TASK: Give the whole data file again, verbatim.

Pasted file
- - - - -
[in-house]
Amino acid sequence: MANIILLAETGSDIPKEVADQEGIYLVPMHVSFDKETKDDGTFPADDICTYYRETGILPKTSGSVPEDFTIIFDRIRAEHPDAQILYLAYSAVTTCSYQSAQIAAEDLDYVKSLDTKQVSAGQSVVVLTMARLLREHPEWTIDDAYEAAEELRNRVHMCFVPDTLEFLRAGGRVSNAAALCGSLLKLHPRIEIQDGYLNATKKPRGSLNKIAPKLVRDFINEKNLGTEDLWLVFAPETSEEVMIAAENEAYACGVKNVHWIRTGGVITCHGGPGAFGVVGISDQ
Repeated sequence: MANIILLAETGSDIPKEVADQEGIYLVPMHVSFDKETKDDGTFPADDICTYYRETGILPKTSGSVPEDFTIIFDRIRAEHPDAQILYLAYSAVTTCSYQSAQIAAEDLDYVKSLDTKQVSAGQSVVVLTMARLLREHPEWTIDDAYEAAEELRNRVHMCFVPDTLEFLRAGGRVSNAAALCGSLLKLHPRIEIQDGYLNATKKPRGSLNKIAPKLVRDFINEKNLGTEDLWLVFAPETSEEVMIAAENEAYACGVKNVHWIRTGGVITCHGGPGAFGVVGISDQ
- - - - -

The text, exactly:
[in-house]
Amino acid sequence: MANIILLAETGSDIPKEVADQEGIYLVPMHVSFDKETKDDGTFPADDICTYYRETGILPKTSGSVPEDFTIIFDRIRAEHPDAQILYLAYSAVTTCSYQSAQIAAEDLDYVKSLDTKQVSAGQSVVVLTMARLLREHPEWTIDDAYEAAEELRNRVHMCFVPDTLEFLRAGGRVSNAAALCGSLLKLHPRIEIQDGYLNATKKPRGSLNKIAPKLVRDFINEKNLGTEDLWLVFAPETSEEVMIAAENEAYACGVKNVHWIRTGGVITCHGGPGAFGVVGISDQ
Repeated sequence: MANIILLAETGSDIPKEVADQEGIYLVPMHVSFDKETKDDGTFPADDICTYYRETGILPKTSGSVPEDFTIIFDRIRAEHPDAQILYLAYSAVTTCSYQSAQIAAEDLDYVKSLDTKQVSAGQSVVVLTMARLLREHPEWTIDDAYEAAEELRNRVHMCFVPDTLEFLRAGGRVSNAAALCGSLLKLHPRIEIQDGYLNATKKPRGSLNKIAPKLVRDFINEKNLGTEDLWLVFAPETSEEVMIAAENEAYACGVKNVHWIRTGGVITCHGGPGAFGVVGISDQ